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Three Millennia of Greek Literature

William Davis, A Day in Old Athens


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Athenian Cookery and the Symposium













Page 4

The Staple Articles of Food


    However, the Athenians have honest appetites, and due means of silencing them. The diet of a poor man is indeed simple in the extreme. According to Aristophanes his meal consists of a cake, bristling with bran for the sake of economy, along with an onion and a dish of sow thistles, or of mushrooms, or some other such wretched vegetables; and probably, in fact, that is about all three fourths of the population of Attica will get on ordinary working days, always with the addition of a certain indispensable supply of oil and wine.

    Bread, oil, and wine, in short, are the three fundamentals of Greek diet. With them alone man can live very healthfully and happily; without them elaborate vegetable and meat dishes are poor substitutes. Like latter-day Frenchmen or Italians with their huge loaves or macaroni, bread in one form or another is literally the stuff of life to the Greek. He makes it of wheat, barley, rye, millet, or spelt, but preferably of the two named first. The barley meal is kneaded (not baked) and eaten raw or half raw as a sort of porridge. Of wheat loaves there are innumerable shapes on sale in the Agora,—slender rolls, convenient loaves, and also huge loaves needing two or three bushels of flour, exceeding even those made in a later day in Normandy. At every meal the amount of bread or porridge consumed is enormous; there is really little else at all substantial. Persian visitors to the Greeks complain that they are in danger of rising from the table hungry.

    But along with the inevitable bread goes the inevitable olive oil. No latter-day article will exactly correspond to it. First of all it takes the place of butter as the proper condiment to prevent the bread from being tasteless.[3] It enters into every dish. The most versatile cook will be lost without it. Again, at the gymnasium we have seen its great importance to the athletes and bathers. It is therefore the Hellenic substitute for soap. Lastly, it fills the lamps which swing over very dining board. It takes the place of electricity, gas, or petroleum. No wonder Athens is proud of her olive trees. If she has to import her grain, she has a surplus for export of one of the three great essentials of Grecian life.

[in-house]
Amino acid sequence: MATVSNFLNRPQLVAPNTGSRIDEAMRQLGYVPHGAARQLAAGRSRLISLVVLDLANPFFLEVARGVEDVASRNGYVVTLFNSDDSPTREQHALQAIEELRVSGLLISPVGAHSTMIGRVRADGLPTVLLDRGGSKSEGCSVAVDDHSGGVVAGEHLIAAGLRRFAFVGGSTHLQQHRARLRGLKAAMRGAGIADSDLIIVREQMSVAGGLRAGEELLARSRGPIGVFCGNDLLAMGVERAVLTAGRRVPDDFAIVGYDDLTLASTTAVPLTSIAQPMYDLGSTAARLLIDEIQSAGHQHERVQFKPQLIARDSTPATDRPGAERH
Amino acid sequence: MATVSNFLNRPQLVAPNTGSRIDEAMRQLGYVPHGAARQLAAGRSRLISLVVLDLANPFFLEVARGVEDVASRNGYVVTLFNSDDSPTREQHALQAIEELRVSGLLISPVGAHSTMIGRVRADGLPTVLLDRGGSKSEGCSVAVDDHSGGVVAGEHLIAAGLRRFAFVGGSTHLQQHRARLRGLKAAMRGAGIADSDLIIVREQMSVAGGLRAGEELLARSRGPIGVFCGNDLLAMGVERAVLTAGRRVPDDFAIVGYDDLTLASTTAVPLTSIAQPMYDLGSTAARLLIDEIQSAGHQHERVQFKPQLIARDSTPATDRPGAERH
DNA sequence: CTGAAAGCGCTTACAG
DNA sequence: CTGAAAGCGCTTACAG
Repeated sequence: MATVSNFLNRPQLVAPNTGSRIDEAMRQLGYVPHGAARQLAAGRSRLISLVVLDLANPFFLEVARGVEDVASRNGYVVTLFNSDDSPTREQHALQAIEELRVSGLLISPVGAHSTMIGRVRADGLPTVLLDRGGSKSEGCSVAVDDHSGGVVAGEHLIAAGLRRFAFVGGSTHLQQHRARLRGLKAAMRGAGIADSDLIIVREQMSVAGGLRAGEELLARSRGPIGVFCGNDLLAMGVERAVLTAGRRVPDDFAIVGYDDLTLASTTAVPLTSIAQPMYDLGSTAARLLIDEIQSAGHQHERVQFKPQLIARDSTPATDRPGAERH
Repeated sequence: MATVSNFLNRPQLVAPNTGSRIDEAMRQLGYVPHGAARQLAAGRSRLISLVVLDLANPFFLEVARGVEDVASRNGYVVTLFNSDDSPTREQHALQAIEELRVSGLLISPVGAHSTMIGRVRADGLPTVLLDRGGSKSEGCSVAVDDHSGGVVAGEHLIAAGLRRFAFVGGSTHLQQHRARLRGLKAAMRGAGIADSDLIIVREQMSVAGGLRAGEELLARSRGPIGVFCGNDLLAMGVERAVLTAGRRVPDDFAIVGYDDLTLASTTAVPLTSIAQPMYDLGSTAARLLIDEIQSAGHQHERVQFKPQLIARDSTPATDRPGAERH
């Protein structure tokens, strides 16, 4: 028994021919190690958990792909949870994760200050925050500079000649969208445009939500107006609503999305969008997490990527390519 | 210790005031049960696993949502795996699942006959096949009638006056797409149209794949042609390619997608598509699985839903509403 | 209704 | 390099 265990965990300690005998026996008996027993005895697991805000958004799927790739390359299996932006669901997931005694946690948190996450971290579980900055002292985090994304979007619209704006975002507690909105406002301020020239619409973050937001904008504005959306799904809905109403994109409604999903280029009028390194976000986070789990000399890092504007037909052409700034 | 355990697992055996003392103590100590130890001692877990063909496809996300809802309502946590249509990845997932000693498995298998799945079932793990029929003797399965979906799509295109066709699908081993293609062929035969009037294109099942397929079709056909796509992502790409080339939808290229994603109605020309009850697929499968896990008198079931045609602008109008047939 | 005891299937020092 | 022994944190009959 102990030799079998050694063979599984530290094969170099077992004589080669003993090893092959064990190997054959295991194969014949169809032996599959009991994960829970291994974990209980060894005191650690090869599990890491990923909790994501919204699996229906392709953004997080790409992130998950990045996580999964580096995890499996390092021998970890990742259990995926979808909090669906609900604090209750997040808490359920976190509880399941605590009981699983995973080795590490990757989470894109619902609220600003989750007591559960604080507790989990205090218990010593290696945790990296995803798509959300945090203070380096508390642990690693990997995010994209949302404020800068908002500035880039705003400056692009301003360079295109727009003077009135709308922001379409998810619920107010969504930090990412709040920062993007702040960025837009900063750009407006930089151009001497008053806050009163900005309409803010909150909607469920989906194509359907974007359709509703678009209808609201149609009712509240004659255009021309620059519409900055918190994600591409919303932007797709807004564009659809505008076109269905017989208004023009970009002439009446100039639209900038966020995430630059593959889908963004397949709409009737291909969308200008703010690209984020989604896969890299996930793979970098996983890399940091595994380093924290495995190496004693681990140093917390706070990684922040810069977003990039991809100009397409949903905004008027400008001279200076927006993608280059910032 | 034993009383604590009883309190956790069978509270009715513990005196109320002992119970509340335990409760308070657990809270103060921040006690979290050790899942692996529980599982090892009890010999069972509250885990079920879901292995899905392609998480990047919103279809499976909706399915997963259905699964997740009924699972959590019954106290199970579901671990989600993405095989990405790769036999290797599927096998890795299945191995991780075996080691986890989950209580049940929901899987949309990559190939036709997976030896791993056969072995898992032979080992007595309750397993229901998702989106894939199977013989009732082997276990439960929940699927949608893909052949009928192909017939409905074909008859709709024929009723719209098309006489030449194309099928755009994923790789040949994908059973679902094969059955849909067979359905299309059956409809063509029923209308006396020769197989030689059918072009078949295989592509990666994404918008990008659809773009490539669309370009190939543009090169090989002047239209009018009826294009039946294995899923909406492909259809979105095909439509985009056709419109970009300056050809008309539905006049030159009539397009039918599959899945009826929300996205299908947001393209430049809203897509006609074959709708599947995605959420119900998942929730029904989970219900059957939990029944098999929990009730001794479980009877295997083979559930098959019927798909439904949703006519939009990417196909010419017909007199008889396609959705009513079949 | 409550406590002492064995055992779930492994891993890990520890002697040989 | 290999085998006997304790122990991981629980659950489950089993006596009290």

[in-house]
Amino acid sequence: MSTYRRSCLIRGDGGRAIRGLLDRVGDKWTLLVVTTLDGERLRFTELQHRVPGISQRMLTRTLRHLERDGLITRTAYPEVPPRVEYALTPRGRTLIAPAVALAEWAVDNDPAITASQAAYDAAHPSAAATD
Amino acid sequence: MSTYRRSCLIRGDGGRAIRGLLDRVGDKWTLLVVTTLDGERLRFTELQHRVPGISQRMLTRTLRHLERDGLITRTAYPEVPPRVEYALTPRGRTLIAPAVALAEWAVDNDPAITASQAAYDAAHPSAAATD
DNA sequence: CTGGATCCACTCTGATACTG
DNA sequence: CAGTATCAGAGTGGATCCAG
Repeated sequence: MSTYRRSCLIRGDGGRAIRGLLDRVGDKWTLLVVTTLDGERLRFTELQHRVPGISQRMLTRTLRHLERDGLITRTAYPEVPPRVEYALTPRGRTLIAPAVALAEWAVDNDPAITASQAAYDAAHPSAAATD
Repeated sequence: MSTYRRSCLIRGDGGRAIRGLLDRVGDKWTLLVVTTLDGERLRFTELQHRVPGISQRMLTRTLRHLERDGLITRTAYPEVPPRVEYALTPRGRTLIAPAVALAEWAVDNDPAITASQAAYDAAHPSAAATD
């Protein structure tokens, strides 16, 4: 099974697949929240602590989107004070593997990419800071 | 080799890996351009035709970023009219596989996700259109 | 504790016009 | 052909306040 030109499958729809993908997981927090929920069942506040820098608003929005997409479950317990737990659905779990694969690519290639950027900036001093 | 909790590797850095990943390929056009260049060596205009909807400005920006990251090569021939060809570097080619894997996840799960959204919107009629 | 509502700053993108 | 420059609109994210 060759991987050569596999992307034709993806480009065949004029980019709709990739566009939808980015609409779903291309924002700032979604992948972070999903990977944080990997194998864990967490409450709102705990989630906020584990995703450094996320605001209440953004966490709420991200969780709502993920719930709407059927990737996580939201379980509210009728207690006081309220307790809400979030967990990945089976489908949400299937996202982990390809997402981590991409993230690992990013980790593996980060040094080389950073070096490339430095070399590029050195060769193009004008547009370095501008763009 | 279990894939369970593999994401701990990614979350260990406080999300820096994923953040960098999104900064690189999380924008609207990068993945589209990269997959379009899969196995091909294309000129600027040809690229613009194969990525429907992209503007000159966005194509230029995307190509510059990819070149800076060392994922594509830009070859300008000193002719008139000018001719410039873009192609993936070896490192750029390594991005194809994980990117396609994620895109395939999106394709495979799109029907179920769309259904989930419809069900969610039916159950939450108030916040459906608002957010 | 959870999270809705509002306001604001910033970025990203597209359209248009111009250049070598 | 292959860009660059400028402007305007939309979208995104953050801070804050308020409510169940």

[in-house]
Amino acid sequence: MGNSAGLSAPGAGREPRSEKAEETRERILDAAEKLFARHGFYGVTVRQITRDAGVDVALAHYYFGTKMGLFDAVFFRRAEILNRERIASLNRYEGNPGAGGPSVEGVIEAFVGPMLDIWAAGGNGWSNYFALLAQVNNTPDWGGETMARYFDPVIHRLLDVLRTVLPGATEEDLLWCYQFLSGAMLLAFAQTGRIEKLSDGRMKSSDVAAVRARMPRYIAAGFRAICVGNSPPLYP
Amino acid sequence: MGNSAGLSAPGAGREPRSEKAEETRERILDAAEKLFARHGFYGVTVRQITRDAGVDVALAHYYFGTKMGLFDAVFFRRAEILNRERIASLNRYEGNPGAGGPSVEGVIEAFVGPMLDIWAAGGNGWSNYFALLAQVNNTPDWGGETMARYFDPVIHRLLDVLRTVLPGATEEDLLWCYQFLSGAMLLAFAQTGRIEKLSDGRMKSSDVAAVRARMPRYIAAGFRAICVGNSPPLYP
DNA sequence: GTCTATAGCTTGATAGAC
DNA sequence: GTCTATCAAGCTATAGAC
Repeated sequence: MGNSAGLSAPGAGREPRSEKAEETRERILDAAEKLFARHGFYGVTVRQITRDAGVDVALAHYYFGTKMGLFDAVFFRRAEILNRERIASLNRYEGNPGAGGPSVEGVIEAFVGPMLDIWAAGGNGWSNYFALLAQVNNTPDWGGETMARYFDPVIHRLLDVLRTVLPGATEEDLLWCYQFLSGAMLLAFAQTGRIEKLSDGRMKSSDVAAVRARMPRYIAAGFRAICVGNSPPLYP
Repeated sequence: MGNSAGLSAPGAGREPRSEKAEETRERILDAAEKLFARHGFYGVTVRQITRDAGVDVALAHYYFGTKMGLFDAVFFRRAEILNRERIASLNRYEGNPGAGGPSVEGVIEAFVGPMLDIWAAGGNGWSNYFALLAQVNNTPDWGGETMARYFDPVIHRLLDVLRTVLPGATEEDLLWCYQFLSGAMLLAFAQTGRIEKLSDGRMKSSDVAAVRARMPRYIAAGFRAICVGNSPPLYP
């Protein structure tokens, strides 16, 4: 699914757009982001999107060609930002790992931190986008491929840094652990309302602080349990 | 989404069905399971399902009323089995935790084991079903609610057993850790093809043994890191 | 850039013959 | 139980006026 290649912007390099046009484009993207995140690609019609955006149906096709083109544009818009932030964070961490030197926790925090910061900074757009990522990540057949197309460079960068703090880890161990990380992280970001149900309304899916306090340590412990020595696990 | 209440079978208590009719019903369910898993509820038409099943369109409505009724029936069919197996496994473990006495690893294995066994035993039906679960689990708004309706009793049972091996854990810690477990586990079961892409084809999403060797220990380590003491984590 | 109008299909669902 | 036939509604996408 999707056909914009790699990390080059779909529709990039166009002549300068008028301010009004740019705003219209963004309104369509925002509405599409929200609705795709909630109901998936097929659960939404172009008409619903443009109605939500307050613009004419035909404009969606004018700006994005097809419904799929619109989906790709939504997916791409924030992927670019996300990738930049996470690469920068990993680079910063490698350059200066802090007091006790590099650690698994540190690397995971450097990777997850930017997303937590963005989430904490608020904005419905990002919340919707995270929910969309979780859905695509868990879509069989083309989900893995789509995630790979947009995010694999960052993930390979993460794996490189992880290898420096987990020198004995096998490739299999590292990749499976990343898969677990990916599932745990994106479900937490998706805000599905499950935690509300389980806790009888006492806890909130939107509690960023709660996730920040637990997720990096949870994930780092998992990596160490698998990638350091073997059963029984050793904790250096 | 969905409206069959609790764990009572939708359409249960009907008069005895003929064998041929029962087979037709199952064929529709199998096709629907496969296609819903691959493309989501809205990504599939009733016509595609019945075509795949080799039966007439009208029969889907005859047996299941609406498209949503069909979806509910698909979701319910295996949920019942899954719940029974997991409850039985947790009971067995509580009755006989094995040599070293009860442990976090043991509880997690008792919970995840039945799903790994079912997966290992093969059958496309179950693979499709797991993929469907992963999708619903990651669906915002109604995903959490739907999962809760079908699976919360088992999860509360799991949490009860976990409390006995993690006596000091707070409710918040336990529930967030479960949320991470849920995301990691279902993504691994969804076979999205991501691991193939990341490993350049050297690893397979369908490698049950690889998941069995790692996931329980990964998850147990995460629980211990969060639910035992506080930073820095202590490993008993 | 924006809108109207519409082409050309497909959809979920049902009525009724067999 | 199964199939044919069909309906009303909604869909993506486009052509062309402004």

The third inevitable article of diet is wine. No one has dreamed of questioning its vast desirability under almost all circumstances. Even drunkenness is not always improper. It may be highly fitting, as putting one in a "divine frenzy," partaking of the nature of the gods. Musæus the semi-mythical poet is made out to teach that the reward of virtue will be something like perpetual intoxication in the next world. Æschines the orator will, ere long, taunt his opponent Demosthenes in public with being a "water drinker"; and Socrates on many occasions has given proof that he possessed a very hard head. Yet naturally the Athenian has too acute a sense of things fit and dignified, too noble a perception of the natural harmony, to commend drunkenness on any but rare occasions. Wine is rather valued as imparting a happy moderate glow, making the thoughts come faster, and the tongue more witty. Wine raises the spirits of youth, and makes old age forget its gray hairs. It chases away thoughts of the dread hereafter, when one will lose consciousness of the beautiful sun, and perhaps wander a "strengthless shade" through the dreary underworld.

    There is a song attributed to Anacreon, and nearly everybody in Athens approves the sentiment:

"Thirsty earth drinks up the rain,
Trees from earth drink that again;
Ocean drinks the air, the sun
Drinks the sea, and him, the moon.
Any reason, canst thou think,
I should thirst, while all these drink?"[4]


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